Saturday, February 24, 2007

Lent 1 - Matt 4


(wma audio download)

Jesus was led up by the Spirit, into the wilderness, to be tempted by the devil.

This text is not about how you can beat temptation. This story is not about how Jesus sets the model for defeating the devil in your life with all the right Bible verses and a little bit of fasting. This text, simply put, is not about you at all.

What? It’s not about me? How then can it be relevant to my life?

Simple. This text is about Jesus.

Check it out. When it comes to temptation, you are a failure. Admit it. It’s not that hard to swallow your pride. You’re a Christian after all. And so you can be honest with yourself at least on the inside. No one else here can hear your thoughts. It’s just you and God. So admit it. You straight up are horrible at facing temptation.

I mean, tell me, if you hadn’t eaten for forty days, and you had the power in your little finger to turn stones into bread, you wouldn’t even need the devil to come and put the idea in your head. You’d have made bread the first day, with a nice house salad and a night cap to boot! You wouldn’t last one evening on a fast in the desert, even if the Spirit of God demanded it of you.

But the Spirit hasn’t asked you to do such profound things. All he has asked of you is that you live moderately in faith, refraining from seeking pleasure in this world and it’s possessions, and instead spending your money, not on yourself or your kids, but on the poor, the widows and the orphans. The Spirit puts plenty of food on your table. All he asks is that you don’t keep it to yourself.

But let me ask you: when was the last time you gave money to the poor and didn’t skimp out on your 10% tithe to the Church? When was the last time you didn’t skimp out on your tithe to the Church? When was the last time you gave money to the poor – and by that I mean more than $20?

When was the last time you didn’t spend that extra five dollars on desert, not because of your waistline, but because of your neighbor’s need? When was the last time you didn’t give your children every thing they “needed,” not because it’s a bad idea to spoil them, but because there are plenty of kids in America that don’t even get a good breakfast, and you could feed them? Symbolically then was the last time you said “no” to the temptation of making your own bread, rather than trusting that God will give you bread in your time of need?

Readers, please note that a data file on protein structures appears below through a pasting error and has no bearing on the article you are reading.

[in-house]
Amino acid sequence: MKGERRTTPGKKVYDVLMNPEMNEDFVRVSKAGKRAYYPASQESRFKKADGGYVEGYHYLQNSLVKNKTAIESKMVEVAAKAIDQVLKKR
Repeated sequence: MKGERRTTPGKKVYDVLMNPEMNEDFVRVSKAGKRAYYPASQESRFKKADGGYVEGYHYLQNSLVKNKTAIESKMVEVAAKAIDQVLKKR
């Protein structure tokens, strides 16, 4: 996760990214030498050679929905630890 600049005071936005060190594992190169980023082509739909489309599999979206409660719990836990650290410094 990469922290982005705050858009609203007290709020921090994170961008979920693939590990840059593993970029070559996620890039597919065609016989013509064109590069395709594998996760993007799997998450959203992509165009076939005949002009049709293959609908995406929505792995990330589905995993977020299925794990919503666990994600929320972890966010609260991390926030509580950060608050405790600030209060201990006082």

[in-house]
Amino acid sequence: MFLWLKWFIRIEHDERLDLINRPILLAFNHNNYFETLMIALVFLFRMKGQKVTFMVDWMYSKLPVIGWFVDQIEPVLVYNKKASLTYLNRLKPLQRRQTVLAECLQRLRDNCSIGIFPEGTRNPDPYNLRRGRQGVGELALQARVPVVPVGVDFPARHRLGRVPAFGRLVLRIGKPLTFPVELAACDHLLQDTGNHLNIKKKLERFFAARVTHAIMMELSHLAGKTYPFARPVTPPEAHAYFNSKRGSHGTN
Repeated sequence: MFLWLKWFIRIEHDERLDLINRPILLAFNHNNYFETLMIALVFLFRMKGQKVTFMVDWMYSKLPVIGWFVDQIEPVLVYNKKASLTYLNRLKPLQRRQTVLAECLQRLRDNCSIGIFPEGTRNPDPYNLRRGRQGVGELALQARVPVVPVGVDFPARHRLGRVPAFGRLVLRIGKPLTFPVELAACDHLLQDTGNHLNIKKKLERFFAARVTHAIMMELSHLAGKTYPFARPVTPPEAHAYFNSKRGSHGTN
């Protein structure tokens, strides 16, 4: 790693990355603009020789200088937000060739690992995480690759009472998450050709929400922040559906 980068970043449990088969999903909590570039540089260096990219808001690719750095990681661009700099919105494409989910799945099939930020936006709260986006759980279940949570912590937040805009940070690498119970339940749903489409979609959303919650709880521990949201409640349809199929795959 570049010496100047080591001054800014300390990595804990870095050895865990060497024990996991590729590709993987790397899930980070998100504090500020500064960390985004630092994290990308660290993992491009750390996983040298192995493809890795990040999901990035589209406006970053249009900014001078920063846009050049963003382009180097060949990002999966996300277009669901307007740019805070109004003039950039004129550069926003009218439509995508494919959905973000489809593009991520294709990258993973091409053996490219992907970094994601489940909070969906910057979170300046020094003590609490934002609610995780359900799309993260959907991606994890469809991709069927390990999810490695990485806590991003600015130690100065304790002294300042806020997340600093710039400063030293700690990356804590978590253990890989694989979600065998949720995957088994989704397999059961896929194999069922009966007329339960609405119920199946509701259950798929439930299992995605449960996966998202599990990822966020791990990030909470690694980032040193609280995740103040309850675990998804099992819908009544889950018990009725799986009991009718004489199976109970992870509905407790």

My hunch is, you can’t even remember the last time you didn’t fail that temptation. Right along with this pathetic country you’ve completely given yourself over to the satisfaction of your flesh – pleasure is all that really matters to you. You only care to satiate your belly. Anything that gets in the way of that – ha!

It’s not enough to receive eternal life, forgiveness and the promise of paradise in a little bread and wine, you want to like it too! And if you don’t like it, what good is it to you? If it doesn’t give you power or pleasure, what good is it to you? If your narcissistic vanity isn’t petted and patted and swooned and cheered on, what good is it to you? If your pastor stands in the pulpit and calls you, you, a selfish glutton who ought to be thrown out of this Church, what good is it to you? Wouldn’t you just as soon get up and leave as listen to that kind of preaching? There are plenty of churches that would love to have you as a member, and why shouldn’t go there? They’ve got more to offer – more pleasure, more friendliness, a pastor that doesn’t expect you to believe or learn anything.

If you really are a Christian, why not go somewhere with few fewer stones and a bit more bread?